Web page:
Oct 162018
2142 MIT
Dori Bejleri, MIT
Compact moduli of elliptic fibrations and degree one del Pezzo surfaces
abstract±
A degree one del Pezzo surface is the blowup of P^2 at 8 general points. By the classical CayleyBacharach Theorem, there is a unique 9th point whose blowup produces a rational elliptic surface with a section. Via this relationship, we can construct a stable pair compactification of the moduli space of anticanonically polarized degree one del Pezzo surfaces. The KSBA theory of stable pairs (X,D) is the natural extension to dimension 2 of the DeligneMumfordKnudsen theory of stable curves. I will discuss the construction of the space of interest as a limit of spaces of weighted stable elliptic surface pairs and explain how it relates to some previous compactifications of the space of degree one del Pezzo surfaces. This is joint work with Kenny Ascher.

Oct 232018
SC 507 Harvard
Tim Magee, Instituto de Mathemáticas, UNAM
Toric degenerations of cluster varieties
abstract±
Cluster varieties are a particularly nice class of log CalabiYau varieties the noncompact analogue of usual CalabiYaus. They come in pairs (A,X), with A and X built from dual tori. The punchline of this talk will be that compactified cluster varieties are a natural progression from toric varieties. Essentially all features of toric geometry generalize to this setting in some form, and the objects studied remain simple enough to get a hold of and do calculations. And examples are abundant, with many applications in representation theory and Teichmüller theory.
Compactifications of A and their toric degenerations were studied extensively by Gross, Hacking, Keel, and Kontsevich. These compactifications generalize the polytope construction of toric varieties a construction which is recovered in the central fiber of the degeneration. Compactifications of X were introduced by Fock and Goncharov and generalize the fan construction of toric varieties. Recently, Lara Bossinger, Juan Bosco Frías Medina, Alfredo Nájera Chávez, and I introduced the notion of an Xvariety with coefficients, expanded upon the notion of compactified Xvarieties, and for each torus in the atlas gave a toric degeneration where each fiber is a compactified Xvariety with coefficients. We showed that these fibers are stratified, and each stratum is a union of compactified Xvarieties with coefficients. In the central fiber, we recover the toric variety associated to the fan in question, and we show that strata of the fibers degenerate to toric strata. This talk is based on arXiv:1809.08369 [math.AG].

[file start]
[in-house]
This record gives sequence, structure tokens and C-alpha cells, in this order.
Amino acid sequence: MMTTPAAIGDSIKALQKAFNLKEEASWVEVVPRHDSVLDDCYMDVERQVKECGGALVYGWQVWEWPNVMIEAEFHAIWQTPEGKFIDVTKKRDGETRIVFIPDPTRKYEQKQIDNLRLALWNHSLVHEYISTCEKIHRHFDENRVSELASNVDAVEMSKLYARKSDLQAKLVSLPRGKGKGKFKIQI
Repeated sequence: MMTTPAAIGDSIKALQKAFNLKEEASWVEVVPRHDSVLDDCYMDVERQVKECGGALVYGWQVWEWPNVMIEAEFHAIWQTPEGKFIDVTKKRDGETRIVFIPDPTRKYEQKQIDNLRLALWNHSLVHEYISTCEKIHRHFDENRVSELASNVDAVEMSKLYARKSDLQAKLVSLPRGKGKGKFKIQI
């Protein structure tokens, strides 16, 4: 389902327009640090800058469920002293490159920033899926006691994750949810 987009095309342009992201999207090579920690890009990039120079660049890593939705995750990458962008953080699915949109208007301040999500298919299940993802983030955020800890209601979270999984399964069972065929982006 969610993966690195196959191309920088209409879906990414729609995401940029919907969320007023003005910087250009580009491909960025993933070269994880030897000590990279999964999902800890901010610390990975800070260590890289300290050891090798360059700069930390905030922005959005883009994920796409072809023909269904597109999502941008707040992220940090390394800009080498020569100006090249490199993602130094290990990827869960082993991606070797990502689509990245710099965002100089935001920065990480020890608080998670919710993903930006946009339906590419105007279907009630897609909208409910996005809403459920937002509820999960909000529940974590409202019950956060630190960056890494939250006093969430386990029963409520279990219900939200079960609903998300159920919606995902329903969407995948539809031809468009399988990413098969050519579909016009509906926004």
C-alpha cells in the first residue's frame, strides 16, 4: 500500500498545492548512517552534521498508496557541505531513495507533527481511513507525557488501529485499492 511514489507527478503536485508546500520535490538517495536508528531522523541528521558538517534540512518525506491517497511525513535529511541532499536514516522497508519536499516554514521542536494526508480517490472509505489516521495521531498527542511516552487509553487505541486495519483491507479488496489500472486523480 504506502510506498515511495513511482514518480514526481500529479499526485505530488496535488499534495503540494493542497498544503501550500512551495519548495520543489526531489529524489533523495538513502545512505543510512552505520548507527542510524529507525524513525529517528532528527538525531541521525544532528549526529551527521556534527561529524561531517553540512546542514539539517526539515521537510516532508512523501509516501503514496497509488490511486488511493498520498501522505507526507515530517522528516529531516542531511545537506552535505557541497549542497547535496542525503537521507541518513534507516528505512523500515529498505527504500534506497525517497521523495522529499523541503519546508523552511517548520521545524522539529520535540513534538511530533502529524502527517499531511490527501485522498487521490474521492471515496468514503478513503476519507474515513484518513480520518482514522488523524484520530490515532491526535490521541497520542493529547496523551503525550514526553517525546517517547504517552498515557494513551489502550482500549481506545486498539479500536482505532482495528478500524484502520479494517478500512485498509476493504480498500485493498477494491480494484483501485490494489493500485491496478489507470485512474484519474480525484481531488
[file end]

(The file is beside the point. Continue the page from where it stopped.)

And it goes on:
Oct 2411noon
2449MIT
Harold Blum, Utah (NOTE UNUSUAL TIME/DAY/LOCATION)
Moduli of uniformly Kstable Fano varieties
abstract±
In order to have a well behaved moduli functor for Fano varieties, it seems natural to restrict oneself to Fano varieties that are Kstable. Recall, Kstability is an algebraic notion that characterizes when a smooth Fano variety admits a KahlerEinstein metric. In this talk, we consider the behavior of uniform Kstability (a strengthening of Kstability) in families. We will explain that uniform Kstability is an open condition in QFano families and the moduli functor of uniformly Kstable QFano varieties is separated. Together with a boundedness result of C. Jiang, these results yield a separated DM stack parameterizing uniformly Kstable Fano varieties of fixed dimension and volume. This is joint work with Yuchen Liu and Chenyang Xu.

Oct 302018
2142 MIT
John Calabrese, Rice
The crepant resolution conjecture in DonaldsonThomas theory
abstract±
DonaldsonThomas theory is a curvecounting theory closely related to the one of GromovWitten. I will discuss the proof of a comparison formula for DT invariants, which takes place in the context of the McKay correspondence. The formula was conjectured by BryanCadmanYoung, and the proof is work in progress joint with Beentjes and Rennemo.

Nov 62018
SC 507 Harvard
Alex Perry, Columbia
Stability conditions and cubic fourfolds
abstract±